It’s hardly as if the club is insolvent at present, though spending levels are unlikely to be extravagant if the cheque book is pulled out. There are straightforward reasons for this which include (but are not limited to) underwhelming commercial deals signed several years ago, an expansive existing wage budget and debts that still need to be serviced, but it is important to bear in mind that transfer fees are far from the be-all and end-all of a club’s financial clout these days. Spending money smartly is more important than merely spending money, and Arsenal’s reputation for sound financial prudence in recent years hints that any new signing that may be made over the next few weeks being, at the very least, that players brought in that the manager wants and on the manager’s terms. Wenger may not be quite as invincible as he may have recently seemed, but the stability of his leadership of the playing side of the club will likely continue to be a considerable benefit to the club in a broader perspective.

Increased debate over Wenger’s tenure at the club, however, will (if anything) only be likely serve to damage this stability, and this isn’t the only front upon which the next nine months could be choppier than recent years. Stan Kroenke completed the increase of his share-holding in the club to 63% in April (a figure which has since increased to 66.64%), but Alisher Usmanov continues to lurk on the side-lines and, whilst the Arsenal Supporters Trust have also urged the minority shareholders not to sell and to stick with their Fanshare, Usmanov recently increased his share-holding to just over 29% – within 1% of the figure at which he can launch a take-over bid for the club and will have access to their books. Some supporters whole-heartedly support Kroenke, whilst others are suspicious of his relative silence since taking the club over and others support Usmanov.

The man himself, meanwhile, has been pushing and prodding in the pursuit of the hearts and minds of the supporters. “If the role of a board member is to oversee a trophyless period while making significant personal profits and asking fans to pay inflation-busting ticket price increases then, no, I would not want to be on the board”, he told the late News Of The World in June, which could be interpreted as, “Support me, and I will spend a lot of money on new players”. Support for him seems, anecdotally, to be growing, too – the recent Arsenal Supporters Trust annual poll showed 70% agreeing that he should have a place on the club’s board of directors. It doesn’t seem unreasonable to expect more politicking of this sort if things do not go well on the pitch next season.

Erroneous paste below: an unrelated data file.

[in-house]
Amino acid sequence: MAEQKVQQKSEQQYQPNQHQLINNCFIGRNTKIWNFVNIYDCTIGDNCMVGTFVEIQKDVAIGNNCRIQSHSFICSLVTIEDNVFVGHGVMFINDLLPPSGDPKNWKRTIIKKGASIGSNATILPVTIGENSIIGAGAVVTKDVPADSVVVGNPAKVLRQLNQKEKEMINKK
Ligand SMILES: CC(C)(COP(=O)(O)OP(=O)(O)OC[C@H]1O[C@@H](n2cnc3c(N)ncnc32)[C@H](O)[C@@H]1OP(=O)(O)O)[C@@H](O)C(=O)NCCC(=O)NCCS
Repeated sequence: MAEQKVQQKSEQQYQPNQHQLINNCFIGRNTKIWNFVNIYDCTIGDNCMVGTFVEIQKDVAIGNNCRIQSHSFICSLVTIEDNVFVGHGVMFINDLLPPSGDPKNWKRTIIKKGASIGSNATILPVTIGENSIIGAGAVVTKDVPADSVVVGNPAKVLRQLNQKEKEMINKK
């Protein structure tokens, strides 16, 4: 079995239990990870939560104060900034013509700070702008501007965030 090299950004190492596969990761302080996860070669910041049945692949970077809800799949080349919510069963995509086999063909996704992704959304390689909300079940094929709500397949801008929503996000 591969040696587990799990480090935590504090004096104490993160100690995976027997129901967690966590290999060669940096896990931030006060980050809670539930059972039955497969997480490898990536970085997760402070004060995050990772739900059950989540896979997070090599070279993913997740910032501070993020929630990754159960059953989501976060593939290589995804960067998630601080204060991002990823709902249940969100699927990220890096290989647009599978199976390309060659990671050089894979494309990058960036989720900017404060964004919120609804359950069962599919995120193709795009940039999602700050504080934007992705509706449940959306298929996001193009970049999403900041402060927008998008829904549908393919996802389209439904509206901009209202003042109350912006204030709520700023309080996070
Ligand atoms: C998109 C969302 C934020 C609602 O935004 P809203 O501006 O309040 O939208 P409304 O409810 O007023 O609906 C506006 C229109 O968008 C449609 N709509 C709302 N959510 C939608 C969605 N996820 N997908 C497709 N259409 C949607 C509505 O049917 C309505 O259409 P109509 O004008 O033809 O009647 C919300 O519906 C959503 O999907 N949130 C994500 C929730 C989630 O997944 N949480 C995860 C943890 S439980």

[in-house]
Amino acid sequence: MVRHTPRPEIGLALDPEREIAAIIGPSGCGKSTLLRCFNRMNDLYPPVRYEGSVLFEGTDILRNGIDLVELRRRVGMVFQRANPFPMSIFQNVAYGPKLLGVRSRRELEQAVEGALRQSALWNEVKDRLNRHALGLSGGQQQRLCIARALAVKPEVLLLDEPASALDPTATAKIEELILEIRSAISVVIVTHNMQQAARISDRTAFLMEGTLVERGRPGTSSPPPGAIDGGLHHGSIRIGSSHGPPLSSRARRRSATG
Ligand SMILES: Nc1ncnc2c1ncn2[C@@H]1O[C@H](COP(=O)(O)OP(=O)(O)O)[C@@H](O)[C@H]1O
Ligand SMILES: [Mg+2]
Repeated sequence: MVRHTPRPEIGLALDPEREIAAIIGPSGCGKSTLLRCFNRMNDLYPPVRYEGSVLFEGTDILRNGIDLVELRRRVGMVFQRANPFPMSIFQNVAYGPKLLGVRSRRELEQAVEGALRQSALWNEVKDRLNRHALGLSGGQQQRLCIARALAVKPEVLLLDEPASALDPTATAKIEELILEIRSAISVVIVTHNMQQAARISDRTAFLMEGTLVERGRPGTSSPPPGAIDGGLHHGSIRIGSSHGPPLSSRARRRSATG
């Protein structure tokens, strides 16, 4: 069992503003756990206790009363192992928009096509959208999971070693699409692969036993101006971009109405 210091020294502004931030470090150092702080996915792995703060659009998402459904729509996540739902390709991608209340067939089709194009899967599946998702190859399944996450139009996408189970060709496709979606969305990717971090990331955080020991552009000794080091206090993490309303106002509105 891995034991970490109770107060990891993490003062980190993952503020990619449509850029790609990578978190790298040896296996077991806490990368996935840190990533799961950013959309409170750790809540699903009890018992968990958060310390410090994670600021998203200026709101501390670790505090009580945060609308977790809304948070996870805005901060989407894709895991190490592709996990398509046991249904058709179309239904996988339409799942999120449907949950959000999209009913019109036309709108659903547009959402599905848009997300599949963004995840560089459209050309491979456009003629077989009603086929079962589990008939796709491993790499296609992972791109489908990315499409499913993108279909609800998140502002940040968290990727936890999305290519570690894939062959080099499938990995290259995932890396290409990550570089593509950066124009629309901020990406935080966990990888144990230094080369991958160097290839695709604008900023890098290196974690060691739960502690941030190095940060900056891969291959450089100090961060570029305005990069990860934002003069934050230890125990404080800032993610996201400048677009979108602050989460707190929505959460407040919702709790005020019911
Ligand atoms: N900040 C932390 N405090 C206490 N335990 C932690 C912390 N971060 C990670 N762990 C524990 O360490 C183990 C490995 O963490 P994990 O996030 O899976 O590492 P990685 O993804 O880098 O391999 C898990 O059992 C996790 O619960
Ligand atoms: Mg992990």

There is, then, a greater air of unease hanging over Arsenal this summer than in recent years. The stability that served the club so well at the start of the last decade certainly feels more brittle than previously. Perhaps even more significantly than this, one could argue that Arsenal benefitted last season from the chaos that engulfed Liverpool during the second half of 2010 and a Spurs team distracted by its first crack at the Champions League. Arsenal’s qualification for this season’s Champions League seldom seemed in serious doubt last year, but next season may not be as straightforward. Liverpool spent much of the second half of last season regaining their poise and swagger, whilst Harry Redknapp will be unlikely to give as much attention to the Europa League as he did to the Champions League last season.

All of which is brings us back to the crossroads at which Arsenal find themselves. Cesc Fabregas is, of course, being strongly courted by Barcelona and has been, it rather feels, for as long as he has been at Arsenal. Samir Nasri, meanwhile, is interesting Manchester United, Manchester City and Chelsea. These four clubs are amongst the clubs that Arsenal consider to be their peers at the top table of European football, and these two ongoing transfer sagas demonstrate the fix in which the club finds itself. Usmanov and the carrot that he is dangling may offer an opportunity to join this set in terms of spending power, but even this doesn’t guarantee success (there is no such thing in guaranteed success if the bar set involves winning the Champions League or Premier League year after year), and the notion of custodianship has become part of the very fabric of the club. It’s not a crisis, but it is a dilemma that may need to be resolved one way or the other over the next few months or so.

With thanks to Stephen Bradley.